“No sir. I love sports administration. Sports administration and sports management. I am a player agent; currently four players in the Super Eagles are in my books.”
“Wonderful. Wonderful!” he repeated in quick succession and glanced from my face to Bolade’s face. “Because if you didn’t tell me that, I would think you would one day put your sweet mouth to good use by starting a Sunday Sunday gathering with a fancy name, preaching all through the year about the curse that would come upon people who don’t tithe and the outlandish magical blessings of tithers. That sort of thing sells, you know?”
I wiped the sweat on my forehead with the back of my hand; Bolade stood up to switch on the fan. I wanted to say something that would change the pouty frown on my Babe’s face.
“Bolade told me you were in Liberia during their civil war.”
“Yes,” he nodded and adjusted himself on the seat as if he would soon fill me in on the dead bodies and the crazy children with guns and the naked fighters. “Yes, that is true.”
Mrs Lasisi walked in too and sat beside her husband; at this point Ogbeni was between two women. Bolade looked more like her father; I could see where she got the nose, the fat lips, the oval shaped head. She took the almond eyes of her Mum and her light complexion.
“Tayo, your food is on the table.” Mrs Lasisi said.
“Eshe Ma. Eku itoju wa Ma”
Mrs Lasisi turned to her husband. “Ogbeni let him eat before his food gets cold.”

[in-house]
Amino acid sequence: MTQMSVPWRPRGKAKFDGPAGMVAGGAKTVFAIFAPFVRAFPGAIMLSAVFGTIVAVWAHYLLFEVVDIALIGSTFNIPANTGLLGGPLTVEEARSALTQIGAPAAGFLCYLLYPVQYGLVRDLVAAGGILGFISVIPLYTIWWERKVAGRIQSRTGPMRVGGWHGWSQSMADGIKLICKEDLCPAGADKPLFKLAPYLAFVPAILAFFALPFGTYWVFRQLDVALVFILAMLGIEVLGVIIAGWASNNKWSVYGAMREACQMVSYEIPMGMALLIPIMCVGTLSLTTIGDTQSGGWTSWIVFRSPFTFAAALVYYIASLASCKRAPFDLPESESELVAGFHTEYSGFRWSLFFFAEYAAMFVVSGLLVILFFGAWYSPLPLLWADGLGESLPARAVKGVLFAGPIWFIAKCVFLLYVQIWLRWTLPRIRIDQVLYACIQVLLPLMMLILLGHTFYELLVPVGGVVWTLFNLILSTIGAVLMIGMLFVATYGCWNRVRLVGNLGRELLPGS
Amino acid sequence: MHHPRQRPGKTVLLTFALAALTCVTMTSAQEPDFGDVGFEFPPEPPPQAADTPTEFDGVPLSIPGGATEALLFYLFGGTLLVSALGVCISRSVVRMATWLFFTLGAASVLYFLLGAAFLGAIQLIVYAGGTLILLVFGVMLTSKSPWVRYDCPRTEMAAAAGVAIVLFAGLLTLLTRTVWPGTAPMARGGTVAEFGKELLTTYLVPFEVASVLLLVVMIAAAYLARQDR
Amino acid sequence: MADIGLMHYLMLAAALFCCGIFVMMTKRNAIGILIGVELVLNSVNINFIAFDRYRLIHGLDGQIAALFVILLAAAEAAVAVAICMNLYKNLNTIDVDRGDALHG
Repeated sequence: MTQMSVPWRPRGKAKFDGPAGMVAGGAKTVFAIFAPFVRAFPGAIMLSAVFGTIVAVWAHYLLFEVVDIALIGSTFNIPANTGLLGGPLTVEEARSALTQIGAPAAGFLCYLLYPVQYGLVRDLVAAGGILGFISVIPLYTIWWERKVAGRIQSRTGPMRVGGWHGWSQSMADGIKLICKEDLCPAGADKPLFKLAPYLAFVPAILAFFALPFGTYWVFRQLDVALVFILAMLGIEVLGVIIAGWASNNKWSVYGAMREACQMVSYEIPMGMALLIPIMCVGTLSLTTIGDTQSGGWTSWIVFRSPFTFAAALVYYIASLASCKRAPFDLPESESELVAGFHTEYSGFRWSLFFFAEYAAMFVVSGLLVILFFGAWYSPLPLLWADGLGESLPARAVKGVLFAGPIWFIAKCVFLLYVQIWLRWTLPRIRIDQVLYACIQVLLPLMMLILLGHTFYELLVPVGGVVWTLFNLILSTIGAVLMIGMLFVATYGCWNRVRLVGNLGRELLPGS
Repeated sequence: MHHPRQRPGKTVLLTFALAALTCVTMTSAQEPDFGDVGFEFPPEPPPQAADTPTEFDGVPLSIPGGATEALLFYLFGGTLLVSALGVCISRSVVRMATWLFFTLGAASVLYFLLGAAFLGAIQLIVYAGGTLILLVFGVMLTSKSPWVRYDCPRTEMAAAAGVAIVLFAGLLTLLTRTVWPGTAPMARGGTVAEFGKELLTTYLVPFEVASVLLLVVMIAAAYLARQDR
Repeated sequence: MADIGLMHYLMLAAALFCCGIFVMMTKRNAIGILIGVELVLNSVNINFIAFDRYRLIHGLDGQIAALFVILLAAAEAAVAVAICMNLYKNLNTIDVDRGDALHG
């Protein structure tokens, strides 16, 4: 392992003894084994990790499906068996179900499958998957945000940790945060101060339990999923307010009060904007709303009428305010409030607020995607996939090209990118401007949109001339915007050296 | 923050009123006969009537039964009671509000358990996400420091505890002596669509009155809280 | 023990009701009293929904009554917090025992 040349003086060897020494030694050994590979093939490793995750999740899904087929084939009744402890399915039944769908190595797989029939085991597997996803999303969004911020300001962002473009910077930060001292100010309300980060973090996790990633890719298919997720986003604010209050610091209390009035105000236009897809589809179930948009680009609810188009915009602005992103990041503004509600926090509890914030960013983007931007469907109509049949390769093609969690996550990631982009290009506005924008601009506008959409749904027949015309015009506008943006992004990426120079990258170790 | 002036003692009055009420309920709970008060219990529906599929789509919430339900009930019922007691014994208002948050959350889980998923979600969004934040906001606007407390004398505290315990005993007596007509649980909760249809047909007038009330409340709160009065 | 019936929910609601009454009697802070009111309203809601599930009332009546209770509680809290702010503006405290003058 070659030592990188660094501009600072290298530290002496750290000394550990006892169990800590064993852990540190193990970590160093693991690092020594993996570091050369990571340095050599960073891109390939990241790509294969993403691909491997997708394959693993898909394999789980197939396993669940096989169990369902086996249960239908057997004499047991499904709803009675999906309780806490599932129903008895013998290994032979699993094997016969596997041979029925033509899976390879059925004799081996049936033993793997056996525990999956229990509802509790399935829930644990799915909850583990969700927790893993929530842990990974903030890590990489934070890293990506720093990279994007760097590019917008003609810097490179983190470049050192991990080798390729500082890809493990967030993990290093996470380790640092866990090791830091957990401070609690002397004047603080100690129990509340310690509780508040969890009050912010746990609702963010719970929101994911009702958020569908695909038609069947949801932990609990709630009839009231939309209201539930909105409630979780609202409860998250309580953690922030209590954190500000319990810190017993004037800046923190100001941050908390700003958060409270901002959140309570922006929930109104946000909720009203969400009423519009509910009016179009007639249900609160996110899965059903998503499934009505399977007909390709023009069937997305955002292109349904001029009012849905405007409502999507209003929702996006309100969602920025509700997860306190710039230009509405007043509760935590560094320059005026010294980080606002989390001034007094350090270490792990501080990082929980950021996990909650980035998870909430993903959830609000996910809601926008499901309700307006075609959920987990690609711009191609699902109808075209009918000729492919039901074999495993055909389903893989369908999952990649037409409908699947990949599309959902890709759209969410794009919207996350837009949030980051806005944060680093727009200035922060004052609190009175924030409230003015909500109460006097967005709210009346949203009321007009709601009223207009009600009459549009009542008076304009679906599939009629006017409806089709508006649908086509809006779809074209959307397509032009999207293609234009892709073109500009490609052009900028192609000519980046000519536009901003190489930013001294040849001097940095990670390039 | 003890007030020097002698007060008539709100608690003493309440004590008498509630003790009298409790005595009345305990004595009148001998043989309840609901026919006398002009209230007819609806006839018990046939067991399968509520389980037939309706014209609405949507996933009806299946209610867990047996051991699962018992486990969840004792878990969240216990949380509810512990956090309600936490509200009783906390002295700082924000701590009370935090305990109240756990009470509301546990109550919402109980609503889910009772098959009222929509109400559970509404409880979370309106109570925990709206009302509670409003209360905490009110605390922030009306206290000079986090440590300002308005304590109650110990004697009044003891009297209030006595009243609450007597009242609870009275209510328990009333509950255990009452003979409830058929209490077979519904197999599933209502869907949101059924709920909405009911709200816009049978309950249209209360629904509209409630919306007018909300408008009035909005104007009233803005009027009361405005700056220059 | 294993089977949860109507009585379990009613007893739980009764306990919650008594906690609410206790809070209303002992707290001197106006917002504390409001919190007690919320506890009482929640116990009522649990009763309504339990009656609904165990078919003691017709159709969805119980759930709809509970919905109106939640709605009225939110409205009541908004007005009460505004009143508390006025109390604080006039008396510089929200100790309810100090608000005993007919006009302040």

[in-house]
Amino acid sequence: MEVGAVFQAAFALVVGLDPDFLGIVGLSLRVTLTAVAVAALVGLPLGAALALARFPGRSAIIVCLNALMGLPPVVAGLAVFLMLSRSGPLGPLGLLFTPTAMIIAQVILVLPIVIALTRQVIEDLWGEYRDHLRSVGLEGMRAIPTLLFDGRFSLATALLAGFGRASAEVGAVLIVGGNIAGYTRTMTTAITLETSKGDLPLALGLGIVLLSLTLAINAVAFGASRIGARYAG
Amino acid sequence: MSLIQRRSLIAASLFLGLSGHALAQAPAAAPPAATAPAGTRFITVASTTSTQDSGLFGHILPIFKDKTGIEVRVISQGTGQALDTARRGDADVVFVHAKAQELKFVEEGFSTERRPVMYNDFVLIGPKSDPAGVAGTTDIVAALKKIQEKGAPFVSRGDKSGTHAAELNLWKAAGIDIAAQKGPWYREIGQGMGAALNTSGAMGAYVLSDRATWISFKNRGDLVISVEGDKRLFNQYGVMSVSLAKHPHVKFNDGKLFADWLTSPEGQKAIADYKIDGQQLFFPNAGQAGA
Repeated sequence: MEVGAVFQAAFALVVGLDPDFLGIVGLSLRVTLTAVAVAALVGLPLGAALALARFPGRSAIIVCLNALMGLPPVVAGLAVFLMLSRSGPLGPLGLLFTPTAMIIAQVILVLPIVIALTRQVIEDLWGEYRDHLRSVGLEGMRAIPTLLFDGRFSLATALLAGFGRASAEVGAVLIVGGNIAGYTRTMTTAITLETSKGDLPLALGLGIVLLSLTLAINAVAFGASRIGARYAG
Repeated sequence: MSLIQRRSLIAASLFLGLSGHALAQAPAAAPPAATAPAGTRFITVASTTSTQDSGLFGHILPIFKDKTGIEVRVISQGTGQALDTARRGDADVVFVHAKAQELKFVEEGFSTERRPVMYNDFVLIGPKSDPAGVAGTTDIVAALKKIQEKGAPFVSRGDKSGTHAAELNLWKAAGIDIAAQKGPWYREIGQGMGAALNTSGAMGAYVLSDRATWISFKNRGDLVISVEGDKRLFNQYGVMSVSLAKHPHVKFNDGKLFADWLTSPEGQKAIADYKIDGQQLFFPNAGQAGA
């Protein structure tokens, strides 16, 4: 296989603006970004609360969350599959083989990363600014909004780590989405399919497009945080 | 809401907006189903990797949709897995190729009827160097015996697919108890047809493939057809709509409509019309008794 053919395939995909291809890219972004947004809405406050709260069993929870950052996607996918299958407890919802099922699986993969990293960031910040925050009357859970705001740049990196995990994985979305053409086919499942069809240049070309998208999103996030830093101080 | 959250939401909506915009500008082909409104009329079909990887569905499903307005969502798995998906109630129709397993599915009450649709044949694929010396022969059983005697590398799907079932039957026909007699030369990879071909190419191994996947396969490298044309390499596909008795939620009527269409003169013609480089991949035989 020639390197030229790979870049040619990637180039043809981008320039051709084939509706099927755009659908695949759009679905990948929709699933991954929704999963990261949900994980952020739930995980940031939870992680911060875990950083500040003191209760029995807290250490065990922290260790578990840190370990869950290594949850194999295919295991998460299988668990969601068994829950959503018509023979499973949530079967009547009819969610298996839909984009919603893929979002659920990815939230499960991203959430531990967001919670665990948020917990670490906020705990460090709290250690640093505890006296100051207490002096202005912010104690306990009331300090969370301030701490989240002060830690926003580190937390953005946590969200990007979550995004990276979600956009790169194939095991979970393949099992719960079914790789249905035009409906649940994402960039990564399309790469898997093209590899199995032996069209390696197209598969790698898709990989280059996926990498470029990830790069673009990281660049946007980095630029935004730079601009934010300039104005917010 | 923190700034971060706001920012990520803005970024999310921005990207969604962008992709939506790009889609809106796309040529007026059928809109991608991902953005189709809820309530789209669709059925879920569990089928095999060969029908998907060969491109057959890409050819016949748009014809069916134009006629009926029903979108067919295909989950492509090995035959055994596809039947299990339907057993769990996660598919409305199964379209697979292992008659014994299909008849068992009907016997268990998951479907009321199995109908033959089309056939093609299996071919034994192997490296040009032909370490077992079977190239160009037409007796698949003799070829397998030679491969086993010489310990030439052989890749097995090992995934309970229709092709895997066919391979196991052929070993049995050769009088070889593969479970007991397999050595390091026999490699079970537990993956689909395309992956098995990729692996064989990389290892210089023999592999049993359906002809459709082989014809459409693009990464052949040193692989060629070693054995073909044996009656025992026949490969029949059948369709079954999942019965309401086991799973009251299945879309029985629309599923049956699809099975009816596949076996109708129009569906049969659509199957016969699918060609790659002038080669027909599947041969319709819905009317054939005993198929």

“No, wait a bit.” He said with a nasty smile. “We will soon be done here. No need to rush. Abi Tayo, are you in a hurry?”
Bolade took the remote from the stool beside her and switched on the TV; on AIT a bespectacled man in white agbada and black cap was shouting “Who will you vote for on Saturday?” And a crowd got their brooms up. Bolade pressed the remote urgently to bring the volume down before she changed the channel.
Ogbeni Lasisi squinted. “Now I remember you. Are you sure you don’t remember me?”
I considered the face, because it was expected of me.
Three months ago, after one of my clients got a good deal in China, I wanted to use the ATM. I needed to send some money to my Mum, I wanted to do a data recharge for my younger sister and I needed to get some cash for myself.
It was one of those times when it would seem as if the whole city wanted to get money from the ATMs. Queue, queue, queue……impatience, frowns, insults, queue….
Almost all ATMs in the Alagbaka axis got crowds waiting, even the ones in Ijapo; I had to go to the mall. Even there I was not able to transfer money. If you stay too long in front of the ATM the folks behind you will throw insults at you in subtle ways, in creative ways: What is he doing? Is he taking all the money in the machine? Does he know how to use it or is he ode? He has been there for the past ten minutes, see his coconut head.
Soon I was speeding towards Ijapo for a Skype meeting when this animal almost got me off the road. I was driving on a straight road and the animal probably just got fuel from the roadside petrol station; it was a three-lane road for God sakes. The idiot would have simply waited for me to go before rushing to the road. On that broad road the nitwit could still go on without almost blocking my way.
I had to drive like a stuntman, my tyre screeched, and got dust and smoke in the air. I had to let the man hear what I got on my mind: nitwit! Idiot! Animal! See his mouth like goat!
The man’s face finally rang a bell in my memory. I wondered – as Ogbeni Lasisi spoke of that day with an enthusiastic smile – if he would indeed give me her daughter’s hand in marriage.
Photo Credit: Mujib Waziri | Dreamstime